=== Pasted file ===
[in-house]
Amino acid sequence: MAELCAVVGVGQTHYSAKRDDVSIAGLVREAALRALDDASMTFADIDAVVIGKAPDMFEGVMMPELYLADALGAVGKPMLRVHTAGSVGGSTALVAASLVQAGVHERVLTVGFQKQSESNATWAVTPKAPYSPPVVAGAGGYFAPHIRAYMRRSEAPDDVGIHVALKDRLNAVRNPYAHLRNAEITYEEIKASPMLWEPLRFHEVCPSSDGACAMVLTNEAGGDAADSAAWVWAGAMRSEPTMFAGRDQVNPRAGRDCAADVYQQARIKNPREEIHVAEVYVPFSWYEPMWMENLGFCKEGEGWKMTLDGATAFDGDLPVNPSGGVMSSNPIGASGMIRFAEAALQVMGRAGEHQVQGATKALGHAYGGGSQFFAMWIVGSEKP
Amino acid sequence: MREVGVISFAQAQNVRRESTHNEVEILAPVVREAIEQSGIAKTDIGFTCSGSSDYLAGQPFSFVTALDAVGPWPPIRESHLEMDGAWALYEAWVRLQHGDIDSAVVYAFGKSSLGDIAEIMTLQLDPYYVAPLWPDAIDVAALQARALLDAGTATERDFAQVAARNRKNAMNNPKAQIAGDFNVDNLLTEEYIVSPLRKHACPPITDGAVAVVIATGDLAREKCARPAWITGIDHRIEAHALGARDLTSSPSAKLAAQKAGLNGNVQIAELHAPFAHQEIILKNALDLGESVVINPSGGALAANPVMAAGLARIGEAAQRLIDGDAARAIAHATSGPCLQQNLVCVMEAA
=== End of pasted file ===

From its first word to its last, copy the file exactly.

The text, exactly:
[in-house]
Amino acid sequence: MAELCAVVGVGQTHYSAKRDDVSIAGLVREAALRALDDASMTFADIDAVVIGKAPDMFEGVMMPELYLADALGAVGKPMLRVHTAGSVGGSTALVAASLVQAGVHERVLTVGFQKQSESNATWAVTPKAPYSPPVVAGAGGYFAPHIRAYMRRSEAPDDVGIHVALKDRLNAVRNPYAHLRNAEITYEEIKASPMLWEPLRFHEVCPSSDGACAMVLTNEAGGDAADSAAWVWAGAMRSEPTMFAGRDQVNPRAGRDCAADVYQQARIKNPREEIHVAEVYVPFSWYEPMWMENLGFCKEGEGWKMTLDGATAFDGDLPVNPSGGVMSSNPIGASGMIRFAEAALQVMGRAGEHQVQGATKALGHAYGGGSQFFAMWIVGSEKP
Amino acid sequence: MREVGVISFAQAQNVRRESTHNEVEILAPVVREAIEQSGIAKTDIGFTCSGSSDYLAGQPFSFVTALDAVGPWPPIRESHLEMDGAWALYEAWVRLQHGDIDSAVVYAFGKSSLGDIAEIMTLQLDPYYVAPLWPDAIDVAALQARALLDAGTATERDFAQVAARNRKNAMNNPKAQIAGDFNVDNLLTEEYIVSPLRKHACPPITDGAVAVVIATGDLAREKCARPAWITGIDHRIEAHALGARDLTSSPSAKLAAQKAGLNGNVQIAELHAPFAHQEIILKNALDLGESVVINPSGGALAANPVMAAGLARIGEAAQRLIDGDAARAIAHATSGPCLQQNLVCVMEAA